Control of yellow stem borer, Scirpophaga incertulas (Lepidoptera: Pyralidae) by mating disruption on rice in India: effect of unnatural pheromone blends and application time on efficacy
Single applications of slow-release pheromone formulations were used to control yellow stem borer, Scirpophaga incertulas Walker, by mating disruption in two trials on rice in India. The first trial compared the efficacy of two formulations containing 1:10:1 and 1:10:0 ratios of (Z)-9-hexadecenal, (Z)-ll-hexadecenal and (Z)-9-octadecenal, components of the S. incertulas pheromone, and a commercially-available formulation, Selibate CS, containing the related Chilo suppressalis Walker pheromone, a 1:10:1 blend of (Z)-9-hexadecenal, (Z)-ll-hexadecenal and (Z)-13-octadecenal, with farmers' practice plots treated with insecticides. Pheromone trap catches indicated that in each of the pheromone-treated plots the catches of male moths were reduced by up to 98% compared with catches in the insecticide-treated plots suggesting that pheromone-mediated communication was disrupted. Larval damage ranged from 5.7 to 8.1% white heads (WH) in the insecticide-treated plots compared to a significantly reduced range of 2.1 to 2.4% WH in the pheromone-treated plots. There was no significant difference between the damage estimates recorded for each of the different pheromone treatments. A second trial compared the effect on efficacy of applying the two-component pheromone formulation on different dates, 9–12 and 39–44 days after transplanting. Both pheromone treatments gave significantly lower levels of WH damage compared to equivalent insecticide treated plots; 1.8, 2.0, and 6% respectively. In both trials rice grain yields increased by between 5 and 12% in pheromone-treated plots compared to insecticide treated plots, which was due, at least in part, to the cumulative effect of reduced stem borer damage in both the tillering and reproductive stages of the crop cycle. The formulations exhibited pseudo-zero order release rates with field lives of between 70 and 90 days.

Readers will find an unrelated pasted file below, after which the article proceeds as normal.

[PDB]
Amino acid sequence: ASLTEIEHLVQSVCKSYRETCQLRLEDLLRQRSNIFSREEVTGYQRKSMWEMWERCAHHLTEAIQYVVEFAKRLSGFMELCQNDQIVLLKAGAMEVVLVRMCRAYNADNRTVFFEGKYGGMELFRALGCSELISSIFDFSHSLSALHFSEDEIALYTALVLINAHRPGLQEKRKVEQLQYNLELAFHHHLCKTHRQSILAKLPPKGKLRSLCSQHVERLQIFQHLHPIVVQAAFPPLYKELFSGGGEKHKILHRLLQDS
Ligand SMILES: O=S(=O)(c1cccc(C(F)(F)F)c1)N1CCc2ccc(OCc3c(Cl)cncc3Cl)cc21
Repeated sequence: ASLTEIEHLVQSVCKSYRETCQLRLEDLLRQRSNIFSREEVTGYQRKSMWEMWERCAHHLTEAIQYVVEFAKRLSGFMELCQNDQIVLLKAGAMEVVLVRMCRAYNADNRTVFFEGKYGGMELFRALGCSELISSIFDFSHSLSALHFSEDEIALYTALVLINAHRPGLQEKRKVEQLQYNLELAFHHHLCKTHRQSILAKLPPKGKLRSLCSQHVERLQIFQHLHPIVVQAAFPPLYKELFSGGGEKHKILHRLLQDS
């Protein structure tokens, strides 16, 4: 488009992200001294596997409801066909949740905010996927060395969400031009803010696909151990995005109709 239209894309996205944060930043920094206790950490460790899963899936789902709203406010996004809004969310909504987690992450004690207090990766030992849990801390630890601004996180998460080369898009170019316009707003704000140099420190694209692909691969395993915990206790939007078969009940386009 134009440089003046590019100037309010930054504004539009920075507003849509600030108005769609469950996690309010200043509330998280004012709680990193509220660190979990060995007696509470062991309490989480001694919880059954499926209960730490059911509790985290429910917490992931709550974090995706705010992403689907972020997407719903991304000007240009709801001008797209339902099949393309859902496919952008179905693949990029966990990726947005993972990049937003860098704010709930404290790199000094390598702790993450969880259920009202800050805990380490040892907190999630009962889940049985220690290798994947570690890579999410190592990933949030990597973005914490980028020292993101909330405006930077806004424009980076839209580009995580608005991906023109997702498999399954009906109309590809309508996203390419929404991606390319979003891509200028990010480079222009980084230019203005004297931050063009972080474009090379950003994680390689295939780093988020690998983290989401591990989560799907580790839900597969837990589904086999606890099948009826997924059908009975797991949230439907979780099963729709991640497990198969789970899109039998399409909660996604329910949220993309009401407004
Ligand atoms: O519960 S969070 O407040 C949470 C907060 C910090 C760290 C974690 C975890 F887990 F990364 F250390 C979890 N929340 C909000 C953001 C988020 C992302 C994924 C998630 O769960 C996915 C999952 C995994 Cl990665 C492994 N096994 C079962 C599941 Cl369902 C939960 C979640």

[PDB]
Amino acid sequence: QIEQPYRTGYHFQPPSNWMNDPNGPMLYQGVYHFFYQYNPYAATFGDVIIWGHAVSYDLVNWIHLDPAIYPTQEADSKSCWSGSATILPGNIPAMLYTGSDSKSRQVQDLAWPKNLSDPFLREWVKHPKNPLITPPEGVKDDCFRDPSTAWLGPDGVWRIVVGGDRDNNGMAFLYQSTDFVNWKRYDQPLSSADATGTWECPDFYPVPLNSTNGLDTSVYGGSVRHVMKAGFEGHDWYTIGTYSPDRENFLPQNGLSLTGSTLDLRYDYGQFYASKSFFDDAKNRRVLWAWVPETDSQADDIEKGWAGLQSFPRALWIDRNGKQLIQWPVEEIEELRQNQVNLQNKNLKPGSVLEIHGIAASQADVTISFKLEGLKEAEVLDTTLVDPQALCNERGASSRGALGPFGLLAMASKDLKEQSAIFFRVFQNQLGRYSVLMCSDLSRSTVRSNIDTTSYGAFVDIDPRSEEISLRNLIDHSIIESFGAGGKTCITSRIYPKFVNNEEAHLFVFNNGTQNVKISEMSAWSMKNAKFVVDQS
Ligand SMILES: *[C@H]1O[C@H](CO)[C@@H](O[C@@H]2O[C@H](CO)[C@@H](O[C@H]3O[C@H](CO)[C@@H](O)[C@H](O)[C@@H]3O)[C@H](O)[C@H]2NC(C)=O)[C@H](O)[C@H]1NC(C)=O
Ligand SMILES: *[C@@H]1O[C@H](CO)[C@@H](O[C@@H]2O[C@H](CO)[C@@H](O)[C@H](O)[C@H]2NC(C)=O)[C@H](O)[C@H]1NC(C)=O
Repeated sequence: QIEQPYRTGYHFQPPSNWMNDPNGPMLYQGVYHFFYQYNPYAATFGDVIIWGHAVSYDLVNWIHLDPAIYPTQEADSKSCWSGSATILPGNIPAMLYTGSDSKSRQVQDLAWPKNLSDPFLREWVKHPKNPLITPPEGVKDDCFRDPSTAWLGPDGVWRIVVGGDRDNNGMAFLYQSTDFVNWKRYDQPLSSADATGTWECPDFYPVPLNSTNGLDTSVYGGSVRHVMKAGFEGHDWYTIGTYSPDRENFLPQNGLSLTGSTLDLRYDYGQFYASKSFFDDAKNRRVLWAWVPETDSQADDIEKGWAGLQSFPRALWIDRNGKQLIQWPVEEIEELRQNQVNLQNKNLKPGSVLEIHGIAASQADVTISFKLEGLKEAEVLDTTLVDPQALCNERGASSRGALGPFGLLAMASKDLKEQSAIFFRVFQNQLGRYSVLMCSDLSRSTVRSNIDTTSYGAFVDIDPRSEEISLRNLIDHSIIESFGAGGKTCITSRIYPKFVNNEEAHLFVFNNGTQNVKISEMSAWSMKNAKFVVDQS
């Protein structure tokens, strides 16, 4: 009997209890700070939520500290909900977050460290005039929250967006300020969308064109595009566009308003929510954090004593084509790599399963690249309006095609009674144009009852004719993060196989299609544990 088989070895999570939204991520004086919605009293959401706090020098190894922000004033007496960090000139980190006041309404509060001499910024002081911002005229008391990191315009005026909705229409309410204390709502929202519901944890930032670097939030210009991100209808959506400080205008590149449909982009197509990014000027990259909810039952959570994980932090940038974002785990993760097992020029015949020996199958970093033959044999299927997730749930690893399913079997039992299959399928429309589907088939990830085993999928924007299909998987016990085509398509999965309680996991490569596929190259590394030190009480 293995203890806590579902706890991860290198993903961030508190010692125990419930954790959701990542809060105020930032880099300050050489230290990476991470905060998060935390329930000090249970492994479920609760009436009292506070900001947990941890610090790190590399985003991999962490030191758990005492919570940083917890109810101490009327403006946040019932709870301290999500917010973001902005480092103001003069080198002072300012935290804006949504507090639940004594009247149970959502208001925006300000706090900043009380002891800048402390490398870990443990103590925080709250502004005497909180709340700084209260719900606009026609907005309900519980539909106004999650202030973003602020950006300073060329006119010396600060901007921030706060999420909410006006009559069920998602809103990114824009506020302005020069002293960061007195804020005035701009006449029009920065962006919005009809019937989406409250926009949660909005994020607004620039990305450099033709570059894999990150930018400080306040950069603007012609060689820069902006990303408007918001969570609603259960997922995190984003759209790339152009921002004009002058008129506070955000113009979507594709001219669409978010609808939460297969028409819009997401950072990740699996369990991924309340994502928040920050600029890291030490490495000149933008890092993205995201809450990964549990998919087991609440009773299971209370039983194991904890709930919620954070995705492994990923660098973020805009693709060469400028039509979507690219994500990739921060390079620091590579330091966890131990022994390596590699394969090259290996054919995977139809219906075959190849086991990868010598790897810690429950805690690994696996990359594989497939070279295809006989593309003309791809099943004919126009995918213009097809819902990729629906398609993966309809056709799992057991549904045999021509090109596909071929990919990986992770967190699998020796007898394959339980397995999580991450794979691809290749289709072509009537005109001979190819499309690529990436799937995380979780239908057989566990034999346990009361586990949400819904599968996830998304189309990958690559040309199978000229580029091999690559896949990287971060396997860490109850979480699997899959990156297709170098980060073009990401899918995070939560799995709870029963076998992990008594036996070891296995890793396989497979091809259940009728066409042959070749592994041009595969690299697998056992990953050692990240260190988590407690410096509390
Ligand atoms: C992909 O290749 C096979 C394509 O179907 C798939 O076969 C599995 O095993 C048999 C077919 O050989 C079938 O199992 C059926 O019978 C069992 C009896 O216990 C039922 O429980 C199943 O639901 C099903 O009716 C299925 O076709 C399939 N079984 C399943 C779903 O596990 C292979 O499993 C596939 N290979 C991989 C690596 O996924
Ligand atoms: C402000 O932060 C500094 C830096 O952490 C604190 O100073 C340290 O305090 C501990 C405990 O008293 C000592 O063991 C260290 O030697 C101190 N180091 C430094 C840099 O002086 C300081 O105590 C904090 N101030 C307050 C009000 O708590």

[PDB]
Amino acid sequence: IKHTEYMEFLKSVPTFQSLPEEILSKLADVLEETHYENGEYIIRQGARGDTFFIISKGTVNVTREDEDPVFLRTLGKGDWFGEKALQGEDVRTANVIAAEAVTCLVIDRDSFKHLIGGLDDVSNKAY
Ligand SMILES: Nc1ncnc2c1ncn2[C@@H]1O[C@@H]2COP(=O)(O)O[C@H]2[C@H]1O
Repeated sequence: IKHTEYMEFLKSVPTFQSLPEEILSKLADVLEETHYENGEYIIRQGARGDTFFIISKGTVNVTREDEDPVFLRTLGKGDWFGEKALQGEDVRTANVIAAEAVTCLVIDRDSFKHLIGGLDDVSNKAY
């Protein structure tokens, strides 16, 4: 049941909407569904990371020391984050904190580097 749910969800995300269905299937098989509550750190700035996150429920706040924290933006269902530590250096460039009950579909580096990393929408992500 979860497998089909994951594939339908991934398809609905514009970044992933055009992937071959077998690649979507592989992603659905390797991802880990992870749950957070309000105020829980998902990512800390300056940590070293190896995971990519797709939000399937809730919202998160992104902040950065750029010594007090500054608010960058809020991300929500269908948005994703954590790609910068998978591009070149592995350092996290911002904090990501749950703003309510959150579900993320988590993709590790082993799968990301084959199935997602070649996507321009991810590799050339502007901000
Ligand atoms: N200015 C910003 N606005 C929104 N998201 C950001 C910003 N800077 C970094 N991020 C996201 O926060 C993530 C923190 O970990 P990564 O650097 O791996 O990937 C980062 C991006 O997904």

Bulletin of Entomological Research (1996) 86 (5) 515-524 [DOI: 10.1017/S0007485300039304]